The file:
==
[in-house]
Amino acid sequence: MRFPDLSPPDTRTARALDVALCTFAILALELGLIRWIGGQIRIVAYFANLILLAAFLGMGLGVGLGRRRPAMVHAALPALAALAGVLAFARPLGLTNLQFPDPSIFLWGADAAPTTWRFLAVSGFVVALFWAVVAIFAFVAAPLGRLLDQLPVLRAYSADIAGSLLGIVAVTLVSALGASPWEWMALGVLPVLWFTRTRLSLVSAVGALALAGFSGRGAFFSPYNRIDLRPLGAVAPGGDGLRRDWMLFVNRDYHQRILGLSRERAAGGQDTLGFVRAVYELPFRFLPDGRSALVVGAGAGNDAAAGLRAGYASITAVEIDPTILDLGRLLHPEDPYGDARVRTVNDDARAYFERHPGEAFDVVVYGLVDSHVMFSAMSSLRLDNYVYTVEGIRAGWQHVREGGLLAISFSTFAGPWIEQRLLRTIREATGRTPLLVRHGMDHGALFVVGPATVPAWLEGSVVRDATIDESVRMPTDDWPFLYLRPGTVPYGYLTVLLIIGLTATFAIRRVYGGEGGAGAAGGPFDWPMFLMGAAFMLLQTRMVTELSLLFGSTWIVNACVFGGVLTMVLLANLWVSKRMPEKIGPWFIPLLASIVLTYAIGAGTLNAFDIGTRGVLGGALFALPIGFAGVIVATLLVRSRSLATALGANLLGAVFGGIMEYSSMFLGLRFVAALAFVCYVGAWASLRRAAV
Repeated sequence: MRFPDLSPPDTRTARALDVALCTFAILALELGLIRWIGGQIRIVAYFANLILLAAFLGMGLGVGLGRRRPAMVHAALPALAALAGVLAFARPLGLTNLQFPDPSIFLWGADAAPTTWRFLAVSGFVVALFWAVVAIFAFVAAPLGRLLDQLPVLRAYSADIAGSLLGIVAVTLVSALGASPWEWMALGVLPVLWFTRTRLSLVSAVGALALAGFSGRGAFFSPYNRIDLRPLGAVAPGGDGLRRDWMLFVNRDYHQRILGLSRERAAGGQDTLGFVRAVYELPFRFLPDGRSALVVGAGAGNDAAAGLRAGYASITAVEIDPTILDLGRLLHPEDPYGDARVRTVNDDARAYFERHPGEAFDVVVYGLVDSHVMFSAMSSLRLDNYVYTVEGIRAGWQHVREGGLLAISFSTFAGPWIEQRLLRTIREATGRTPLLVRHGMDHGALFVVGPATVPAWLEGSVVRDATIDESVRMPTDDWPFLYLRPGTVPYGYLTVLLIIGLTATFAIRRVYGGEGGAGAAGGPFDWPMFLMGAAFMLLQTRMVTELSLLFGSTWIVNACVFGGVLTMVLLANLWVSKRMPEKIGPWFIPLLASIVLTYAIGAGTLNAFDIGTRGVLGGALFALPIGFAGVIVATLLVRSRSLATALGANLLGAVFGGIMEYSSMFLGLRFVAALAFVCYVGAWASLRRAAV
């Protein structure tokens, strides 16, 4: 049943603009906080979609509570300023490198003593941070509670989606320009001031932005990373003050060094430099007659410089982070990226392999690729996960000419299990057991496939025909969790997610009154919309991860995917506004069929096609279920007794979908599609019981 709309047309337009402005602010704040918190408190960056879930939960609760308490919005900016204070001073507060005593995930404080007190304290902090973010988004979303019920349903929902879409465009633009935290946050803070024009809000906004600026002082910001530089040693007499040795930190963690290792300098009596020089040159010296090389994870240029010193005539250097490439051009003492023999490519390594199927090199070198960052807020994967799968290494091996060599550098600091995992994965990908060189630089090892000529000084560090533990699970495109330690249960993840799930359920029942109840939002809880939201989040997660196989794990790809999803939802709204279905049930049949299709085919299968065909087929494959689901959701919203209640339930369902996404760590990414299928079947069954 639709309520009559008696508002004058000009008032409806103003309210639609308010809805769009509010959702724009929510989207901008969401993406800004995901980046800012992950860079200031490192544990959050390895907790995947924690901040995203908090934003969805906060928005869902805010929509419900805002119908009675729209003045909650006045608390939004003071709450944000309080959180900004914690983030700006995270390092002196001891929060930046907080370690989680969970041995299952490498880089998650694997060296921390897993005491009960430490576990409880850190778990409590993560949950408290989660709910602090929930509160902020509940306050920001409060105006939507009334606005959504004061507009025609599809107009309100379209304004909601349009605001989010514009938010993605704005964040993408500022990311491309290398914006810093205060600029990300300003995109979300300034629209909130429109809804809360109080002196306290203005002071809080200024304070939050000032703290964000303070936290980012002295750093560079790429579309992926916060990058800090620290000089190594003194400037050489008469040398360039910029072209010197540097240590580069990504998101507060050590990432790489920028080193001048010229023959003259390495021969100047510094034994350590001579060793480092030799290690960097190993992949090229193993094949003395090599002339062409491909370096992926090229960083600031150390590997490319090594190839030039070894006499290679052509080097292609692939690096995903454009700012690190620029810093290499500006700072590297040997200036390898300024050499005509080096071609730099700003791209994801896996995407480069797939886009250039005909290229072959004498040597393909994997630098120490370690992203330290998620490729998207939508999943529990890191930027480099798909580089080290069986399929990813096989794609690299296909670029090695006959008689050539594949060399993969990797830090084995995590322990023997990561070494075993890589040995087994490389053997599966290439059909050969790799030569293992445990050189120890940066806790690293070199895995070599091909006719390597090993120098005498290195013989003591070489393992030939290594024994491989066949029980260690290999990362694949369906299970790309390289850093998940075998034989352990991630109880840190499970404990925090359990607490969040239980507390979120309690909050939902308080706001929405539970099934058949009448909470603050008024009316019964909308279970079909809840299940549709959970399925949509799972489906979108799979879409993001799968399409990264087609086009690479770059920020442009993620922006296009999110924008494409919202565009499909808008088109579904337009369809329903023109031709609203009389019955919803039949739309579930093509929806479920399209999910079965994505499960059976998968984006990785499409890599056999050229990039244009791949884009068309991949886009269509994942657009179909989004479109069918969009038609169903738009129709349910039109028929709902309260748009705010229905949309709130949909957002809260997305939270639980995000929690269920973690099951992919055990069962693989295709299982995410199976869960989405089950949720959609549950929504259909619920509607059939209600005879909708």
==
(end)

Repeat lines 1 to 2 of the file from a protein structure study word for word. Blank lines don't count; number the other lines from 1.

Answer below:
[in-house]
Amino acid sequence: MRFPDLSPPDTRTARALDVALCTFAILALELGLIRWIGGQIRIVAYFANLILLAAFLGMGLGVGLGRRRPAMVHAALPALAALAGVLAFARPLGLTNLQFPDPSIFLWGADAAPTTWRFLAVSGFVVALFWAVVAIFAFVAAPLGRLLDQLPVLRAYSADIAGSLLGIVAVTLVSALGASPWEWMALGVLPVLWFTRTRLSLVSAVGALALAGFSGRGAFFSPYNRIDLRPLGAVAPGGDGLRRDWMLFVNRDYHQRILGLSRERAAGGQDTLGFVRAVYELPFRFLPDGRSALVVGAGAGNDAAAGLRAGYASITAVEIDPTILDLGRLLHPEDPYGDARVRTVNDDARAYFERHPGEAFDVVVYGLVDSHVMFSAMSSLRLDNYVYTVEGIRAGWQHVREGGLLAISFSTFAGPWIEQRLLRTIREATGRTPLLVRHGMDHGALFVVGPATVPAWLEGSVVRDATIDESVRMPTDDWPFLYLRPGTVPYGYLTVLLIIGLTATFAIRRVYGGEGGAGAAGGPFDWPMFLMGAAFMLLQTRMVTELSLLFGSTWIVNACVFGGVLTMVLLANLWVSKRMPEKIGPWFIPLLASIVLTYAIGAGTLNAFDIGTRGVLGGALFALPIGFAGVIVATLLVRSRSLATALGANLLGAVFGGIMEYSSMFLGLRFVAALAFVCYVGAWASLRRAAV